Having travelled to at least ten countries whose language I couldn't speak and hardly read, I have had to learn ways of getting someone's attention and making them understand what I want them to do, even on a very restricted range of phrases. Thankfully, I have a core belief that everyone is nice and willing to help me out. The most important things you can pack for your travels are a smile and a sense of humour, good pointing practice and your best helpless look. This helps me remember with a smile instead of a heart attack the time when a Chinese taxi driver didn't take me to my business contact "AKEAN", but instead to the local IKEA in Shenzhen. Not sure what he made of me giggling on the back seat.
If you're feeling the cold shivers reading this, you've already caught me out. I've missed out the most important thing to pack: courage! Of course it's intimidating to walk up to a German shopkeeper and try to string "How much is this in Euros, please?" together. But pointing and going "dieses? euro?" while showing the numbers with your hands, is that hard? Will he laugh at you? I don't think so! You're likely to learn your first word there and then, just make sure it's ten, not thirty. Or learn how to say "let's say ten euros?" in German (Just in case, it's "Also, sagen wir zehn Euro?").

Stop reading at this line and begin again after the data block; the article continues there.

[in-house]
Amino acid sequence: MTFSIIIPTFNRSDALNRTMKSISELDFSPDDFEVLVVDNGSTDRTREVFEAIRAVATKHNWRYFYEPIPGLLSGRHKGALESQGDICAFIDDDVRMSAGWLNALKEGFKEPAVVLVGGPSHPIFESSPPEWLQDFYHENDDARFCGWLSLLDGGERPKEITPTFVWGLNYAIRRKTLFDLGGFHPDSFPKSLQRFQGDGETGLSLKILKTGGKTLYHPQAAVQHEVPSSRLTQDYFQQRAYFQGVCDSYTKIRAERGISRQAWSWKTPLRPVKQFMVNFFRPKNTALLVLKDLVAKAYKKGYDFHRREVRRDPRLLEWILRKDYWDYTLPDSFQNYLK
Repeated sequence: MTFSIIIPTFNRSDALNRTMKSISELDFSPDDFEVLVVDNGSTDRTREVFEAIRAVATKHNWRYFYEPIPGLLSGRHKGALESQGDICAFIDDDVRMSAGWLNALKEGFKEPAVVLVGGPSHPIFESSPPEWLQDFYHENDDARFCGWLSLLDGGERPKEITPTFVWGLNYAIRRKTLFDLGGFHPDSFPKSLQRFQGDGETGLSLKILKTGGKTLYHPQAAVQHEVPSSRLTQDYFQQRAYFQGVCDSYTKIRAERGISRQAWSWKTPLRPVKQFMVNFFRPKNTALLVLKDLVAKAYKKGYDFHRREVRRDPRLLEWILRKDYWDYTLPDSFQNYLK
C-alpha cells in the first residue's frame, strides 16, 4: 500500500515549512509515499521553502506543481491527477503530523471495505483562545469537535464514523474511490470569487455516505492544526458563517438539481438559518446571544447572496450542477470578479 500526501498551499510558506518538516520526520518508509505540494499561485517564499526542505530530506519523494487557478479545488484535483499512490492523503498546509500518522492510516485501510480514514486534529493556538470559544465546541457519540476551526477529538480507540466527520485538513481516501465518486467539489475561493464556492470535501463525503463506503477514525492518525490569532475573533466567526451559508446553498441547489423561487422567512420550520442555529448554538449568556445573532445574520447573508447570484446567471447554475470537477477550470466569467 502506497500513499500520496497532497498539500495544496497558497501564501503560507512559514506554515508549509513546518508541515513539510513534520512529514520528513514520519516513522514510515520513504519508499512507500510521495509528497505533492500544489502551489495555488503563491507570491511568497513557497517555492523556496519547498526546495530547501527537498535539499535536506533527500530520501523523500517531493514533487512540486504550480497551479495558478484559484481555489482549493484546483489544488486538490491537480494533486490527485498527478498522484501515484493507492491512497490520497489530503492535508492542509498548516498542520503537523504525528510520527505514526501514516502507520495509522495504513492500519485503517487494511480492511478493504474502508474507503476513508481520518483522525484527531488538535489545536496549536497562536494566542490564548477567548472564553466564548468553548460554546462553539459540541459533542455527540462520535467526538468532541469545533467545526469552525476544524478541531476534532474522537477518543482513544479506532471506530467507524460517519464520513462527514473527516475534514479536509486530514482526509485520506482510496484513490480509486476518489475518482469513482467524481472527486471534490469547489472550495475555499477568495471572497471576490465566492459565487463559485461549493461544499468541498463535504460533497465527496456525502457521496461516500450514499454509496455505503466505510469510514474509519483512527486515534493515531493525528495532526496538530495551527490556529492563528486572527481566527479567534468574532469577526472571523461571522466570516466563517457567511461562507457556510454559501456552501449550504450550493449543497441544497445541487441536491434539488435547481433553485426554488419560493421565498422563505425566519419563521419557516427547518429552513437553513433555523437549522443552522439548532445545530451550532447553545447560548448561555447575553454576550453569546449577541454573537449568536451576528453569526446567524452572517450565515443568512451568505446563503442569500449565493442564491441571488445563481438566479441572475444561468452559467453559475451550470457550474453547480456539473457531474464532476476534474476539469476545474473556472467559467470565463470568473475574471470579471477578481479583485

Now pack your new tools for a mini break!
Make a note of the expression list below. These are my absolute travel essentials. Then try to get by in a simple interaction (going to the corner shop, taking a taxi, having a cup of tea in a café) using just these - even if it's in England and you're English. It might be a bit too awkward in your local, so I'd recommend trying this at least 10 miles away from your home, where no one knows you. How did you get on? Did you find yourself in a crash course in sign language? What was the reaction?
- Please/thank you
- You're welcome
- Hello/good bye
- I don't understand
- I'm a vegetarian/I eat halal/I'm allergic to...
- I need help
- Go slowly!
- Excuse me...
- Where is the toilet?
You'll notice that this list contains two types of expression: pleasantries and very straightforward phrases. For now, don't mix the two. Don't worry about polite paddings like "Please could you.." or "I'm very sorry, but...". Your goal is to be helped, to communicate that you don't understand and to find someone who speaks your language if necessary. Then say thank you.
I would absolutely love your thoughts on this post, so please do post a comment and let me know how you got on - even if you gave up 3 words in.